• These features, aspects, and/or advantages provide significant solutions to the problems and limitations in the conventional arts. In arriving at these solutions, an engineering design approach was taken having the following engineering design and performance goals. These design goals are not to be interpreted as requirements or limitations of the invention or of any particular embodiments of the invention. Rather they were goals for the engineering design and these goals contributed at least in part to the inventive solution as revealed in the various embodiments.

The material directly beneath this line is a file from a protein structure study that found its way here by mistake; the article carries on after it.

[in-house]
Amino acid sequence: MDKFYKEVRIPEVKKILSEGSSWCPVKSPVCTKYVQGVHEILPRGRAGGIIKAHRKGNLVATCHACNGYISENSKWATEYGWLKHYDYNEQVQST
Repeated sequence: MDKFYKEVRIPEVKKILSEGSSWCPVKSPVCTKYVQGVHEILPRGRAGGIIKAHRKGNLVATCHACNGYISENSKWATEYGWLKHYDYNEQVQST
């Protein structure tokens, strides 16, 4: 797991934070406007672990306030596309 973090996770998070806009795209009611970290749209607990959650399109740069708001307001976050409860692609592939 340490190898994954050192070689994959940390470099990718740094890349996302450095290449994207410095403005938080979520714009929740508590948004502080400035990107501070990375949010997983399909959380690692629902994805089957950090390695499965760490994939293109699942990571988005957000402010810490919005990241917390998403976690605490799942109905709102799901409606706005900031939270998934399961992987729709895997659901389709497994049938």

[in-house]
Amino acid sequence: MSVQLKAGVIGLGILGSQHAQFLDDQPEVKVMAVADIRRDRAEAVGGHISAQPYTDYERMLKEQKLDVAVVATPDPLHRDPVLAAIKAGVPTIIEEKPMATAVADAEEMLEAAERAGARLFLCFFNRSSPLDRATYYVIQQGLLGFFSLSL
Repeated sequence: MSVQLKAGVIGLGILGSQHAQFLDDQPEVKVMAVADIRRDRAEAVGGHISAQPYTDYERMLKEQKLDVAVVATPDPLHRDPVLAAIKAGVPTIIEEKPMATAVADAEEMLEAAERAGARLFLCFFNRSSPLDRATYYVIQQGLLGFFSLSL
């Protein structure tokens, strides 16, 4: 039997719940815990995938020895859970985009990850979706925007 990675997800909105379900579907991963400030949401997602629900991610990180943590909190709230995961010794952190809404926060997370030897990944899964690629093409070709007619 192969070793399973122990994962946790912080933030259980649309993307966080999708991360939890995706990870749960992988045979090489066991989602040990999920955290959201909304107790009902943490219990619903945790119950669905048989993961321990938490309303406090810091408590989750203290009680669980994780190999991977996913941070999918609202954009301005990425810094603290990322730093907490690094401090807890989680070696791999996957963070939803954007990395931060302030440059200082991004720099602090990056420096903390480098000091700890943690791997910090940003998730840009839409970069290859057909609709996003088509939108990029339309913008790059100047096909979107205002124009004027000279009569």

• First, a solution to the problem would advantageously require minimal or no intelligence or capability to be added to the client device, allowing any standard client device that might have been used with conventional digital video (such as Digital TV) to access the services of the inventive implementation with minimal or no change. Minimal change might for example require or be limited only to a software or firmware upgrade. Second, a solution to the problem would advantageously provide an algorithm or procedure that is “bounded”—that is where the load on the system implementing the problem solution needed to be no more than a constant multiple of the number of channels. Third, a solution to the problems and limitations of conventional systems and methods may advantageously provide a method and algorithm that has an upper bound on the configurable worst-case channel switch latency. Fourth, there was at least a recognition of a desirability that the solution not impose any overhead on the network, or at least not any uncontrolled overhead on the network, in terms of requiring higher uncontrolled data rates at the link connecting the user or client to the network. Fifth, it was desirable that any solution not to impose any restriction or at least no significant restriction, on the features available to the stream, such as an ability to use encryption or other security mechanism.